There is no question that cancer changed the trajectory of my life, and even more than that, it has given me a love and a zest for life that have endured. I think it’s ultimately why I said “yes” to going into space as part of the SpaceX Inspiration4 flight crew, the first all-civilian spaceflight to orbit the Earth. We lifted off from the Kennedy Space Center on Merritt Island, Florida, on September 15, 2021, and returned 3 days later.
Inspiration4 was given the name of the flight to commemorate our four-person crew and their associated “pillars” of inspiration. They include leadership, generosity, prosperity, and hope, which I represented.
Going into space was a celebration of life and a celebration of health. I felt so grateful while in space to have this opportunity and the good health to be able to be part of this remarkable crew. The crew included Jared Isaacman, founder and Chief Executive Officer of Shift4 Payments, who financed SpaceX and was flight commander of Inspiration4; data engineer Chris Sembroski; and geoscientist and science communication specialist Sian Proctor, a community college professor.
“My leg felt perfect in space. There was no gravity to put pressure on the prosthesis, and I had absolutely no pain.”— Hayley Arceneaux
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Cancer has also made me tough, taught me to expect the unexpected, and made me brave. And I see that same bravery and resilience in the kids I work with every day. I know that, like me, they can do anything they want after cancer, even travel in space.
Receiving a Life-Changing Invitation
The call to join the SpaceX flight crew came out of the blue one day while I was at work. I got a mysterious e-mail from the Chief of Staff at St. Jude saying he wanted to talk with me about a unique opportunity. I didn’t know what to expect, but going into space was the last thing on my mind. I joined the conference call with hospital leaders, and they asked if I’d like to be launched into orbit around the Earth. I laughed and asked if they were serious. I never imagined I would go into space, but without hesitation, I blurted out, “Yes, yes, thank you. Please send me into space.”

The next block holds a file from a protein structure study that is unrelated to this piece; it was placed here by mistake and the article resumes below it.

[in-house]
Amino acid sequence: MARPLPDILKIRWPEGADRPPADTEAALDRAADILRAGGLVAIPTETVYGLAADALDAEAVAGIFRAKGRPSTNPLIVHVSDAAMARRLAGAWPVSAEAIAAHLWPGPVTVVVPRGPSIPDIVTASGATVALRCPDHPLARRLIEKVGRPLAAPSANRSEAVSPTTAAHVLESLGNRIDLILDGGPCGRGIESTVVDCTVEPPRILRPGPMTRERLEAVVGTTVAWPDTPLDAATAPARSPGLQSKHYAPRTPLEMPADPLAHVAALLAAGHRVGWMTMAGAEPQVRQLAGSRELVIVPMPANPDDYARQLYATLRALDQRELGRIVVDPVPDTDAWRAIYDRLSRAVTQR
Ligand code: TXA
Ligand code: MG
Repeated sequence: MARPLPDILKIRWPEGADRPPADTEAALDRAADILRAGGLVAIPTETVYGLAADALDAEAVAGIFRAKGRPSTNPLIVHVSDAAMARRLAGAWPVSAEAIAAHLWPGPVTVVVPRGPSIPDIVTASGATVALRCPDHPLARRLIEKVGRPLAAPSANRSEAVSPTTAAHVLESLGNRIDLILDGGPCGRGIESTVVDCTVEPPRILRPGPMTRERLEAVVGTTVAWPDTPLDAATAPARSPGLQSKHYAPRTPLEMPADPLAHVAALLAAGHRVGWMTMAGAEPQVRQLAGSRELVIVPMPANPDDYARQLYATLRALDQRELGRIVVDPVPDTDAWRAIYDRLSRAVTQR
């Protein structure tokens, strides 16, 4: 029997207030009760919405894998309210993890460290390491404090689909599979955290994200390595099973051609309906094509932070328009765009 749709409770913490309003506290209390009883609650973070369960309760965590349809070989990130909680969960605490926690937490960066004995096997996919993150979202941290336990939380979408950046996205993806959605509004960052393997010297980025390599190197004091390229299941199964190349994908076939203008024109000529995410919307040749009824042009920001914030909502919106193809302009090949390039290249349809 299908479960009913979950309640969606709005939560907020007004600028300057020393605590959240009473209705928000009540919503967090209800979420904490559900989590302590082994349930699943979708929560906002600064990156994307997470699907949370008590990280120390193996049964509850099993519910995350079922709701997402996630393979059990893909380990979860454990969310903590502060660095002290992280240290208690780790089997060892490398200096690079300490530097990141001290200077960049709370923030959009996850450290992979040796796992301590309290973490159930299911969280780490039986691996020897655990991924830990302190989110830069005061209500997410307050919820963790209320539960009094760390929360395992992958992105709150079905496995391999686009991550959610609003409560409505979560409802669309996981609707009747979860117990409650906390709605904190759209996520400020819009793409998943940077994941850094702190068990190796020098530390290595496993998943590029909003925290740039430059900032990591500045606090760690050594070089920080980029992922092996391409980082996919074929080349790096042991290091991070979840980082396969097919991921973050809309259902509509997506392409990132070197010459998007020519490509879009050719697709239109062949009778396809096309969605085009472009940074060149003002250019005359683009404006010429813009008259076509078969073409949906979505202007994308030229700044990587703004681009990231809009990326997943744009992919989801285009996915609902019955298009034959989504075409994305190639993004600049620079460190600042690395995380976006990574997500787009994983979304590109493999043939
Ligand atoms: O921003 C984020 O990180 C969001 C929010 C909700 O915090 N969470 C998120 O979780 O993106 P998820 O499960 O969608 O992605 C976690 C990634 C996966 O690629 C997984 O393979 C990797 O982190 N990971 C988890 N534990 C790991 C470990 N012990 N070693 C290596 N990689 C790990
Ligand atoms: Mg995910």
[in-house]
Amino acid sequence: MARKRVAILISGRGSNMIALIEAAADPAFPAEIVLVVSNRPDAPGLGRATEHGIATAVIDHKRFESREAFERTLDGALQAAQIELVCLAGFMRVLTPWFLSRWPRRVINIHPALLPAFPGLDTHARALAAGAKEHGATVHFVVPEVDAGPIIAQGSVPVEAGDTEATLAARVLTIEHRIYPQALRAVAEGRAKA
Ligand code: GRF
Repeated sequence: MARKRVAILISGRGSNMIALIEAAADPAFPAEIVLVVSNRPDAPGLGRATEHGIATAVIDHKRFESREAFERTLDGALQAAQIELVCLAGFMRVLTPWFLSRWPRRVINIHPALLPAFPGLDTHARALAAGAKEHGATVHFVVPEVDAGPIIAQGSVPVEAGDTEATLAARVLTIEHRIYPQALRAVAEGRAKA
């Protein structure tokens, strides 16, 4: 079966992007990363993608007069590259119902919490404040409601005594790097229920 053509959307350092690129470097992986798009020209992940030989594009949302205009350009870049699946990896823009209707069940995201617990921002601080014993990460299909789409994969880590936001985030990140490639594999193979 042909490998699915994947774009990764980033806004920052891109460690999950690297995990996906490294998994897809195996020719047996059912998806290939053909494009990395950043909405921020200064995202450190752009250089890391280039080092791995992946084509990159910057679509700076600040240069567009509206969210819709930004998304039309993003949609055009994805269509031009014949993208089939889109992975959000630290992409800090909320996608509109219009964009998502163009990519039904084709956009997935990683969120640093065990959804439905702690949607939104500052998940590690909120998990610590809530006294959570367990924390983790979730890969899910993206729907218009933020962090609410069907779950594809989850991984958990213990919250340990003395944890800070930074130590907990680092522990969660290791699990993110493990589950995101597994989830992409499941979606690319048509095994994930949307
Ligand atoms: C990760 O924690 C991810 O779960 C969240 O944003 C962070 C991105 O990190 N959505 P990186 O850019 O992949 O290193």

However, before I could get there, I would have to undergo 6 months of intensive training. It included lessons in space physiology, many hours spent in the SpaceX Dragon capsule simulator (including 30-hour flight simulation), centrifuge training to assimilate us to the G forces we would experience during launch and reentry, and a grueling 9.5-hour climb up Mount Rainer National Park in Washington State in the snow. Even though I had rigorously worked to build up my muscle and balance in my left leg after my cancer treatment, and within weeks had progressed from not being able to lift my leg to walking without crutches, no one with a prosthesis had ever trained to go into space. I didn’t know how the preparation would affect my leg.